Effect of fractional exhaled nitric oxide (FENO)-based asthma management during pregnancy versus usual care on infant development, temperament, sensory function and autism signs

Olivia M. Whalen, Linda E. Campbell, Alison E. Lane, Frini Karayanidis, Carly A. Mallise, Alix J. Woolard, Elizabeth G. Holliday, Joerg Mattes, Adam Collison, Peter G. Gibson, Vanessa E. Murphy

Research output: Contribution to journalArticlepeer-review

Abstract

Asthma during pregnancy is associated with a range of adverse perinatal outcomes. It is also linked to increased rates of neurodevelopmental conditions in the offspring. We aimed to assess whether fractional exhaled nitric oxide (FENO)-based asthma management during pregnancy improves child developmental and behavioural outcomes compared to usual care. The Breathing for Life Trial was a randomised controlled trial that compared FENO-based asthma management during pregnancy to usual care. Participants were invited to the developmental follow-up, the Breathing for Life Trial – Infant Development study, which followed up infants at 6 weeks, 6 months and 12 months. The primary outcomes were measured in infants at 12 months using the Bayley-III: Cognitive, Language and Motor composite scores. Secondary outcomes included Bayley-III social-emotional and adaptive behaviour scores, autism likelihood and sensory and temperament outcomes. The exposure of interest was the randomised intervention group. Two hundred and twenty-two infants and their 217 participating mothers were recruited to the follow-up; 107 mothers were in the intervention group and 113 were in the control group. There was no evidence of an intervention effect for the primary outcomes: Bayley-III cognitive (mean = 108.9 control, 108.5 intervention, p = 0.93), language (mean = 95.9 control, 95.6 intervention, p = 0.87) and motor composite scores (mean = 97.2 control, 97.9 intervention, p = 0.25). Mean scores for secondary outcomes were also similar among infants born to control and FENO group mothers, with few results reaching p < 0.05. Conclusion: In this sample, FENO-guided asthma treatment during pregnancy did not improve infant developmental outcomes in the first year of life. Trial registration: ClinicalTrials.gov Identifier: ACTRN12613000202763. (Table presented.)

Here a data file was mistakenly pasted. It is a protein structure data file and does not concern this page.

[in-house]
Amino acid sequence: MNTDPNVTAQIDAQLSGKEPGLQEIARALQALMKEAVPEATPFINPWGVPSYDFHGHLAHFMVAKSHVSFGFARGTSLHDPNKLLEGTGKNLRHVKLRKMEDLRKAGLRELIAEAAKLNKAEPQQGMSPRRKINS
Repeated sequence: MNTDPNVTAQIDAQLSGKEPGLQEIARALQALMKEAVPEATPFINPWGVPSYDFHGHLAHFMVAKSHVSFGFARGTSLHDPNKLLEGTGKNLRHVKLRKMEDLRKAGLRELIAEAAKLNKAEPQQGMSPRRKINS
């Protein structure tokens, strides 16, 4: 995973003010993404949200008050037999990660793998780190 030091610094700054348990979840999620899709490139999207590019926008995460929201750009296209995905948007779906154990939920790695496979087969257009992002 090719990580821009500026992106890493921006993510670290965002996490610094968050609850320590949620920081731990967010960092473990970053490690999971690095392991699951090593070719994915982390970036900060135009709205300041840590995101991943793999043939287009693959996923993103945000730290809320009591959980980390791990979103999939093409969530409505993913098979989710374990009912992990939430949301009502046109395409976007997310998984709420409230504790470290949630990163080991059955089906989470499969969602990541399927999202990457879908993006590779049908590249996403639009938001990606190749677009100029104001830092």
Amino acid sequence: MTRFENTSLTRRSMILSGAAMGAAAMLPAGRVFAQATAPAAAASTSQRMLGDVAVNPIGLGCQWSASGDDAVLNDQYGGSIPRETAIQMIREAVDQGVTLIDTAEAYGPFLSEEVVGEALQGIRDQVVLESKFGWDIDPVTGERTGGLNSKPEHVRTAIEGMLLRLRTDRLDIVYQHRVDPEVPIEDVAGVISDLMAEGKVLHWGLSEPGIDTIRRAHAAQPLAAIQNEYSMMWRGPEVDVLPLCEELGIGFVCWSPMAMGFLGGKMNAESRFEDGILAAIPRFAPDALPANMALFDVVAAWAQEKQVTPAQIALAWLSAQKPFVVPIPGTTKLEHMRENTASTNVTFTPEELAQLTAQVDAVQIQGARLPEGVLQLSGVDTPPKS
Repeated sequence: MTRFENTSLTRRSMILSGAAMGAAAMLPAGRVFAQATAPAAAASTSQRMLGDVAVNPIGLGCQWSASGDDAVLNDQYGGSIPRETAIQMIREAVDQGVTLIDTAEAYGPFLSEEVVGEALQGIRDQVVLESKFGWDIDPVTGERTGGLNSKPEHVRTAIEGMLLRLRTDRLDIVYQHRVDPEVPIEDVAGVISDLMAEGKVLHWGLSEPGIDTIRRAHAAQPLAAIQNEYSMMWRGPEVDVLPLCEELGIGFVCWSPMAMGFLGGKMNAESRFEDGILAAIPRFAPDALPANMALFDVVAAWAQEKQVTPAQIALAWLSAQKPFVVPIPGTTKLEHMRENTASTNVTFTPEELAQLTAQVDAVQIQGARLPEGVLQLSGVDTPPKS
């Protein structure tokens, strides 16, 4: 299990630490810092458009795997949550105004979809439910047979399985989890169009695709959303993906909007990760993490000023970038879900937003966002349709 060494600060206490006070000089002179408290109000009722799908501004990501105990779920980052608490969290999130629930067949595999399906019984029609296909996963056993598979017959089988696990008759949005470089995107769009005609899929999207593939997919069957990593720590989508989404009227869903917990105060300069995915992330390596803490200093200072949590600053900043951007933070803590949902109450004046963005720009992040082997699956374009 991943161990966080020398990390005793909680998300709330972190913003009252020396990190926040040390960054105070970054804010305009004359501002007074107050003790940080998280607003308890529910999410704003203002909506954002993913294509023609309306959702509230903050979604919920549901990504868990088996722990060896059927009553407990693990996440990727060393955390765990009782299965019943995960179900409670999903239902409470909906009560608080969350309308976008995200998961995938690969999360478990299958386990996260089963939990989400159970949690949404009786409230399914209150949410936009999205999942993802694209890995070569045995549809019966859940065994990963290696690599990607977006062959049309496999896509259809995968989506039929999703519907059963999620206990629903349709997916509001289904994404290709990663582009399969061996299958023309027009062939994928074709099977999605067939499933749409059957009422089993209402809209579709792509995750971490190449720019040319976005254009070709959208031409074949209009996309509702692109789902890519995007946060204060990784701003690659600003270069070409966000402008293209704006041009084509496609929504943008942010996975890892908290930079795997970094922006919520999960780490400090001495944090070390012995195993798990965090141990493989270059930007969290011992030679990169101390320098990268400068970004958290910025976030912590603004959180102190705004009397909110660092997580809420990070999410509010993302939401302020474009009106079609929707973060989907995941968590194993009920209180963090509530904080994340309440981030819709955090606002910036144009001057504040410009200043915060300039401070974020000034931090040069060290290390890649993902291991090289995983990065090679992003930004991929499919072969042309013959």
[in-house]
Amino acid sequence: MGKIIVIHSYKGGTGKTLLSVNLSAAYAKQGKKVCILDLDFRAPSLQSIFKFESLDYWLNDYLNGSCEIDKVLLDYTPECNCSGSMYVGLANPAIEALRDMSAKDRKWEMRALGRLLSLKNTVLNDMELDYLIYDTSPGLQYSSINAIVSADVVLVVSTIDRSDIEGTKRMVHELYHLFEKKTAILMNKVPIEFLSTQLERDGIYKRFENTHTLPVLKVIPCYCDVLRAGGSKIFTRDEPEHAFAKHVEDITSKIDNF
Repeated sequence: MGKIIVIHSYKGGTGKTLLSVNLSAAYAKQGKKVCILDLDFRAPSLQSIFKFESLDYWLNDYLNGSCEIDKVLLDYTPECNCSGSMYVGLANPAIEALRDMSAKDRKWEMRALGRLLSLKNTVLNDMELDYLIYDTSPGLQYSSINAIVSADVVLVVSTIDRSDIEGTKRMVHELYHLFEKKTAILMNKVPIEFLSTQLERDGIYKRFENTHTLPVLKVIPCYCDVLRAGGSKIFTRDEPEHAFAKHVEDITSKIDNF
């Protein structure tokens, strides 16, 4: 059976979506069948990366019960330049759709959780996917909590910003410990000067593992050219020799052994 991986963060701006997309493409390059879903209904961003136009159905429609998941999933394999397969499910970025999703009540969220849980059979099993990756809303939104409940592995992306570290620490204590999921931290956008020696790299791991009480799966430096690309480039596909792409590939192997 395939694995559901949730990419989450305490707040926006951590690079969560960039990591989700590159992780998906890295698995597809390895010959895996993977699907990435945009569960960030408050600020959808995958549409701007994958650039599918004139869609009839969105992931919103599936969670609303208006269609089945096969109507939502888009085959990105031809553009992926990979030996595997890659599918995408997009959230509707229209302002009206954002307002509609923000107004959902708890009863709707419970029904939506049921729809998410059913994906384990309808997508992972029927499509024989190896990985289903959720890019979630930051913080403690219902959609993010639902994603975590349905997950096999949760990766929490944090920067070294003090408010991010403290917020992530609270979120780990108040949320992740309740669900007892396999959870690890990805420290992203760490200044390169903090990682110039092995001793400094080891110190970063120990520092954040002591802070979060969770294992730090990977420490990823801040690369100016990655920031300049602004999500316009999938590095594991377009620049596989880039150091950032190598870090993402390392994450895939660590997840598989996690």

Original languageEnglish
Number of pages12
JournalEuropean Journal of Pediatrics
DOIs
Publication statusE-pub ahead of print - 1 May 2024

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